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State v. Minter

Court of Appeals of Utah

September 28, 2017

State of Utah, Appellee,
v.
Britany Minter, Appellant.

         Third District Court, Salt Lake Department The Honorable Vernice S. Trease No. 151903199

          Melissa G. Stirba, Attorney for Appellant

          Simarjit S. Gill and Tony F. Graf Jr., Attorneys for Appellee

          Before Judges David N. Mortensen, Jill M. Pohlman, and Diana Hagen.

          OPINION

          PER CURIAM.

         ¶1 Britany Minter appeals her conviction of assault, a class A misdemeanor. Minter does not challenge her related convictions for criminal trespass, a class B misdemeanor, and disorderly conduct, an infraction. We affirm.

         ¶2 Minter was convicted of assault causing substantial bodily injury. See Utah Code Ann. § 76-5-102(3)(a) (LexisNexis Supp. 2016) (providing for the enhancement of assault to a class A misdemeanor if "the person causes substantial bodily injury to another"). "Substantial bodily injury" is defined as "bodily injury, not amounting to serious bodily injury, that creates or causes protracted physical pain, temporary disfigurement, or temporary loss or impairment of the function of any bodily member or organ." Id. § 76-1-601(12)(LexisNexis 2012). On appeal, Minter does not challenge the sufficiency of the evidence proving that she used force against the victim or that the victim suffered substantial bodily injury. However, Minter argues that the evidence was insufficient to prove beyond a reasonable doubt that Minter was not lawfully acting to defend herself or a third person when she struck the victim.

         ¶3 "Utah law requires the State to disprove the affirmative proposition of self-defense, not just prove guilt, beyond a reasonable doubt." State v. Maama, 2015 UT App 235, ¶ 35, 359 P.3d 1272 (citation and internal quotation marks omitted). "A person is justified in using non-deadly force against another in self-defense 'when and to the extent that the person reasonably believes that force or a threat of force is necessary to defend the person or a third person against another person's imminent use of unlawful force.'" Id. ¶ 44 (quoting Utah Code Ann. § 76-2-402(1)(a)(LexisNexis 2012)). "In determining [the] imminence" of the threat or the "reasonableness" of force used in self-defense, "the trier of fact may consider . . . the nature . . . [and] the immediacy of the danger." Utah Code Ann. § 76-2-402(5)(a)-(b) (LexisNexis 2012). "Force is justifiable under section 76-2-402 only if a reasonable belief in the imminence of unlawful harm and in the necessity of defensive force coincide with the defendant's use of force." State v. Berriel, 2013 UT 19, ¶ 14, 299 P.3d 1133. Accordingly, the jury in this case had to decide whether the State met its burden to disprove that Minter "reasonably believed force was necessary to defend herself" or another person against another's imminent use of unlawful force. See Maama, 2015 UT App 235, ¶ 23. In doing so, the jury was called upon to consider the nature and immediacy of the threat that the victim posed. See id.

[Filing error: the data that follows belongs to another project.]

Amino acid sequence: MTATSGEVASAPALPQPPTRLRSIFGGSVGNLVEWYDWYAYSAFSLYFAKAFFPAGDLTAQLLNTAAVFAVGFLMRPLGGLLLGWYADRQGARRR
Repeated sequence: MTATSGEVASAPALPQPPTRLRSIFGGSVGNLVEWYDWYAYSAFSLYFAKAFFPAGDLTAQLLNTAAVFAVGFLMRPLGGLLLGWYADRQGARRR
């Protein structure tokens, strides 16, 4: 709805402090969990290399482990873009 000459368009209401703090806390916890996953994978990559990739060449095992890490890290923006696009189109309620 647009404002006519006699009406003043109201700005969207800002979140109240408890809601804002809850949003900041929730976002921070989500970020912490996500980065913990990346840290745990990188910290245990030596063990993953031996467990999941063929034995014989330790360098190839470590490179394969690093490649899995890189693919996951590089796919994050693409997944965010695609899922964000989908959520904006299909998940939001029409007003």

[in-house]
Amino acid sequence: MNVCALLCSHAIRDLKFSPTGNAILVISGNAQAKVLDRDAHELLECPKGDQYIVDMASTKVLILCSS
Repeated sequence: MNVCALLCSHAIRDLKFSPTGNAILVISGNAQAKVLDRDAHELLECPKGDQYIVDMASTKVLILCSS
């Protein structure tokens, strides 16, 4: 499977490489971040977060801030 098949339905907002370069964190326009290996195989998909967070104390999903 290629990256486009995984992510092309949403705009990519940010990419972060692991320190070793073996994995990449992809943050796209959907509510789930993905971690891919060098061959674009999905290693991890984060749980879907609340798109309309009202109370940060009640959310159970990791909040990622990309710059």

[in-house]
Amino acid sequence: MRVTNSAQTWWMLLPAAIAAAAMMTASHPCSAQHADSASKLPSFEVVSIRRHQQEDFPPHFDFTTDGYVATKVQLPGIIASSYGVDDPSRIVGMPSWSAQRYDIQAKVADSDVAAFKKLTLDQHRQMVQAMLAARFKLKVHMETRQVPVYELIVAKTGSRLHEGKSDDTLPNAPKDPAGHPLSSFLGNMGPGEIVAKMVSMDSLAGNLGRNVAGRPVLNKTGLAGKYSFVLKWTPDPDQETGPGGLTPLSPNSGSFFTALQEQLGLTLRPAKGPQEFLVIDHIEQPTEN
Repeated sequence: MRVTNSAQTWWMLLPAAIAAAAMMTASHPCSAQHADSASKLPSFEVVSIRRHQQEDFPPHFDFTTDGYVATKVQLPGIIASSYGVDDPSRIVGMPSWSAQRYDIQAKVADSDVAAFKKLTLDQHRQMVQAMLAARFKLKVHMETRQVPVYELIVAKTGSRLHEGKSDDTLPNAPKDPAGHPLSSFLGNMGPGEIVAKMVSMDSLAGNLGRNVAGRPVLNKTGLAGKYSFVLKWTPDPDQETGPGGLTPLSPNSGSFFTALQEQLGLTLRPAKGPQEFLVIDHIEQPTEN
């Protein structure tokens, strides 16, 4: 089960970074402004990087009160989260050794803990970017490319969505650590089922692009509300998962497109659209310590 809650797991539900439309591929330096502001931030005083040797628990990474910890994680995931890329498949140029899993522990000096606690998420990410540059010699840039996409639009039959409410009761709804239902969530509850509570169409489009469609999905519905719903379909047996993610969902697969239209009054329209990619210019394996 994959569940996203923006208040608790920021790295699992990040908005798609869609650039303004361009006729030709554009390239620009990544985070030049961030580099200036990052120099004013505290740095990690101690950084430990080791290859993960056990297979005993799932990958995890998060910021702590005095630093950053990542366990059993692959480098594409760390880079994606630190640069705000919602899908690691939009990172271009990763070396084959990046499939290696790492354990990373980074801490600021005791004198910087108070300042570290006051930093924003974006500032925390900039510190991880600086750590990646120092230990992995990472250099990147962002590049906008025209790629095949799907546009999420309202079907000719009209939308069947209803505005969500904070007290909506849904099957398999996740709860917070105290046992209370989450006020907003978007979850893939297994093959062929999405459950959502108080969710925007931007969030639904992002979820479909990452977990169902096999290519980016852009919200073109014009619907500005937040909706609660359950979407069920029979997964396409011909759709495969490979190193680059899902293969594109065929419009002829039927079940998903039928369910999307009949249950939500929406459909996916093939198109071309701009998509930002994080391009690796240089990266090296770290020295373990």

¶4 "We will reverse a jury conviction for insufficient evidence only if the evidence presented at trial is so insufficient that reasonable minds could not have reached the verdict." State v. Fedorowicz, 2002 UT 67, ¶ 40, 52 P.3d 1194 (citation and internal quotation marks omitted). On appellate review, we "assume that the jury believed the evidence that supports the verdict" and do not "re-evaluate the credibility of witnesses or second-guess the jury's conclusion." See id. (citation and internal quotation marks omitted).

         ¶5 Minter contends that the State's evidence could not have convinced a reasonable jury beyond a reasonable doubt that Minter did not act in self-defense or defense of another person. The evidence established that Minter had met the victim's adult daughter at a bar earlier that evening. When the daughter returned home, she and her boyfriend began quarrelling in the driveway. The victim and her son, who was armed with a machete, went outside to break up the argument. After the boyfriend left, the victim insisted that her daughter come inside to get a coat. Minter, who was walking home from the bar, heard the commotion and intervened. When the victim grabbed her daughter's arm and tried to pull her into the house, Minter struck the victim with an open palm, causing the victim to suffer a broken nose, bruising throughout her face, and a blood clot under her eye. At trial, Minter claimed she "felt very threatened by [the victim] and her son and the commotion" and that "the overall situation was threatening and volatile with a significant verbal altercation between Minter and [the victim] and the presence of [the victim's son] and his machete in close proximity." Minter also testified that the victim hit her first, but the victim testified that she never struck Minter.

         ¶6 Viewing the evidence in the light most favorable to the verdict, the jury could conclude beyond a reasonable doubt that Minter did not reasonably believe that force was necessary to defend herself or the victim's daughter. Thus, ...


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